Perhaps both words can describe the feelings surrounding attending a high school reunion—especially when it’s the first one you’ve been to and you graduated thirty-some years ago.
Will bygones be bygones? Or will it be like too many TV shows or movies where old battles rear up? Will you have any John Cusack – Grosse Pointe Blank kind of moments? Will you remember everyone so that they feel good? Will people remember you so you don’t feel bad? Will that one eternally obnoxious person be there to bring up the one specific moment that you have tried to forget?
You walk in, thankful for seeing faces you’ve kept in touch with over the years, glad there’s no spinning glitter ball hanging from the ceiling, and joyful to see that one friend from grade school you haven’t seen in way too long.
What is it about an upcoming reunion—high school, college, whatever— that can fill some of us with such dread? Or like my Dad who attended every reunion over the years—with such excitement to catch up?
High school is hard for most kids. We’re a little bit psychotic during our teen years with the various internal battles going on for this or that to dominate. We’re trying out personalities, learning likes and dislikes, trying to be individuals when so much of society is telling us to be this or that. We want to be grown up; we don’t want to lose freedom. We want jobs; we want to play. We want a boy/girl friend; but we don’t want tied down. We think this is all there is; we know there’s so much more. What do we want to do after graduation? Where will the passions lead us?
And what, after decades, will it be like to go back?
If you’re lucky, the anxiety you might have built up about attending a reunion evaporates when you get there—reality so often being less threatening than what we can imagine.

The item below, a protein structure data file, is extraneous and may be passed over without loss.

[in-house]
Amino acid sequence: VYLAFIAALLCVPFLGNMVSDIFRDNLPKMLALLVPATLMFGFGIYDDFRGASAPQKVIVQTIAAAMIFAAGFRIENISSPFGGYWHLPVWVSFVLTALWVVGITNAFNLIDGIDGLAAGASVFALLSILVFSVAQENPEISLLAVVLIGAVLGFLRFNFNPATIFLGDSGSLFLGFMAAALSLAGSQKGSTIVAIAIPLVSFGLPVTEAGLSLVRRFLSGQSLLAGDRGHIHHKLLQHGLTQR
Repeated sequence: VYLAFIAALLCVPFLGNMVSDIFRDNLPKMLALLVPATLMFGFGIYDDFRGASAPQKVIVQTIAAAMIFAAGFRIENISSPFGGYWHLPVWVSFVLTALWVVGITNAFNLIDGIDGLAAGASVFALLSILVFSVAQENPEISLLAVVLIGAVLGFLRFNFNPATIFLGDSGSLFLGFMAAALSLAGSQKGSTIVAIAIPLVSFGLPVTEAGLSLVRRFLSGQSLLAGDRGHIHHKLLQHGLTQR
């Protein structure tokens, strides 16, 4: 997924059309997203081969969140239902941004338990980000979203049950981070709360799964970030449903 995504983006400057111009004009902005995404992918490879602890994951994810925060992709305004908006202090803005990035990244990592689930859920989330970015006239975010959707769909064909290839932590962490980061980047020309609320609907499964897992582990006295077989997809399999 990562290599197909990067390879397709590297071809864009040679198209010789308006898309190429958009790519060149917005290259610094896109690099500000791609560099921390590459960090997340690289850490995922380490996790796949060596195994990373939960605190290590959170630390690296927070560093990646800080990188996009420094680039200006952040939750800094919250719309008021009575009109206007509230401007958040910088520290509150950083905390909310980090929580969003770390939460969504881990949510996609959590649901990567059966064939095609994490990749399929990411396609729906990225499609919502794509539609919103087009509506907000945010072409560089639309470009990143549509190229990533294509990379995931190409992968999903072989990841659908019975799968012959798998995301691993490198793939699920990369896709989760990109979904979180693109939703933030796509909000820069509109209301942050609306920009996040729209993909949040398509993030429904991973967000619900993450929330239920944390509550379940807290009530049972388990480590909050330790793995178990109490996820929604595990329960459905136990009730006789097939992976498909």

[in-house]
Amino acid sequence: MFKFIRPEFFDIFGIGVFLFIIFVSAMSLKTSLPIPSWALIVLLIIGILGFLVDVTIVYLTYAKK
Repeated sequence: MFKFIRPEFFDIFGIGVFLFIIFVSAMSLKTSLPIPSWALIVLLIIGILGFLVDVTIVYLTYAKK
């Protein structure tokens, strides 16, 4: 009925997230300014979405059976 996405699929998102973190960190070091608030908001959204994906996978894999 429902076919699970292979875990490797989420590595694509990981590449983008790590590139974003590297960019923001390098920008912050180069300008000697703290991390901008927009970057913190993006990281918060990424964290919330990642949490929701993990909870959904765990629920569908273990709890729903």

You visit with fellows who were charming and nice then and discover they’re the same now. You exchange hugs with girlfriends who were sweet and soft-spoken back in the day and see that they haven’t changed. You catch up on careers, kids, travels, cities lived in, happiness achieved. And it doesn’t matter anymore—the old stuff dissipates the more you talk, you start trading stories and they’re the funny ones, not the hard ones. The classmate who sat behind you for seven years is still able to make you laugh out loud. The friend you once comforted in the bathroom after a bad breakup is now a fiercely independent businesswoman. And maybe that one friend you were really looking forward to catching up with passed away and you have some somber moments.
Whatever happens when we attempt to go back, to renew connections for an evening or for the years going forward, it’s simply more life coming on. I say: bring it. Dive into that reunion with the same gusto you take into every other portion of your adult life. There may be one person you avoid and another you want to catch up with but the room ebbs and flows keep you from doing it. It’s worth it because it’s a milestone. It’s something on the life schedule that can either take place with you or without you. I say go for it and see how you feel on the other side.
Me? After thirty-eight years, it was sure good to see so many faces and sure sad to know we’ve lost fourteen classmates over the years. It was good to have mini-conversations or talk for twenty minutes. It was good to discover that the monster-in-my-closet-mind of what it could have been was way off base when confronted with reality. It was delightful.
Have you gone to reunions? What kind and how were they?